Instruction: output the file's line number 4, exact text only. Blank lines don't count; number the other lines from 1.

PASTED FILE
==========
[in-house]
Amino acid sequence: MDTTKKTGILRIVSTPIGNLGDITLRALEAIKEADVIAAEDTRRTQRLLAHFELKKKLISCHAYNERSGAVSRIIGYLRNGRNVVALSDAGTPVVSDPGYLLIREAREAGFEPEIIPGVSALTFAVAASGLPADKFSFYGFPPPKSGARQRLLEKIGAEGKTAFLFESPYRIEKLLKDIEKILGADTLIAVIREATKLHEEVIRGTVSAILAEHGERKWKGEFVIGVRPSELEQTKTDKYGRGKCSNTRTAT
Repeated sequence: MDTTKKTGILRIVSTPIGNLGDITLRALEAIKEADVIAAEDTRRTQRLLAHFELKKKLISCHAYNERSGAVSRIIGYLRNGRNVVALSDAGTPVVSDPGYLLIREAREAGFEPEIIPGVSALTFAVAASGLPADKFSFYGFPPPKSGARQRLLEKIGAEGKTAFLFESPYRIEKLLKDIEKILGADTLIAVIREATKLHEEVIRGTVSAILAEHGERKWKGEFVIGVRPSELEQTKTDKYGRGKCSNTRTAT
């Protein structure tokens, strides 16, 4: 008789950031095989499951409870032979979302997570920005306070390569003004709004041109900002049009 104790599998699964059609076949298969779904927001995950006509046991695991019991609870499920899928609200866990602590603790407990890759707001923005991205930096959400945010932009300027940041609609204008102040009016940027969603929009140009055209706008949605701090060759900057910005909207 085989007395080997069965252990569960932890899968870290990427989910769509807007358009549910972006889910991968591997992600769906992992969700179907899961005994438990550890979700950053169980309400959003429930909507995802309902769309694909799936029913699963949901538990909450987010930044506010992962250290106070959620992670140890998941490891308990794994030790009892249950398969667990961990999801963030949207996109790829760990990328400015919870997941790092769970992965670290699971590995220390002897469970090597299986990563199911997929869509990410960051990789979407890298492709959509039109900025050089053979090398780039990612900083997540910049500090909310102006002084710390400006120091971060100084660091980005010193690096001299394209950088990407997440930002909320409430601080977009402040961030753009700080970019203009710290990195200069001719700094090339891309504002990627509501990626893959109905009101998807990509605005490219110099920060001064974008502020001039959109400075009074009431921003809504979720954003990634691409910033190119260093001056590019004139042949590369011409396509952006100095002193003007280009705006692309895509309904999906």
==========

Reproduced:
């Protein structure tokens, strides 16, 4: 008789950031095989499951409870032979979302997570920005306070390569003004709004041109900002049009 104790599998699964059609076949298969779904927001995950006509046991695991019991609870499920899928609200866990602590603790407990890759707001923005991205930096959400945010932009300027940041609609204008102040009016940027969603929009140009055209706008949605701090060759900057910005909207 085989007395080997069965252990569960932890899968870290990427989910769509807007358009549910972006889910991968591997992600769906992992969700179907899961005994438990550890979700950053169980309400959003429930909507995802309902769309694909799936029913699963949901538990909450987010930044506010992962250290106070959620992670140890998941490891308990794994030790009892249950398969667990961990999801963030949207996109790829760990990328400015919870997941790092769970992965670290699971590995220390002897469970090597299986990563199911997929869509990410960051990789979407890298492709959509039109900025050089053979090398780039990612900083997540910049500090909310102006002084710390400006120091971060100084660091980005010193690096001299394209950088990407997440930002909320409430601080977009402040961030753009700080970019203009710290990195200069001719700094090339891309504002990627509501990626893959109905009101998807990509605005490219110099920060001064974008502020001039959109400075009074009431921003809504979720954003990634691409910033190119260093001056590019004139042949590369011409396509952006100095002193003007280009705006692309895509309904999906």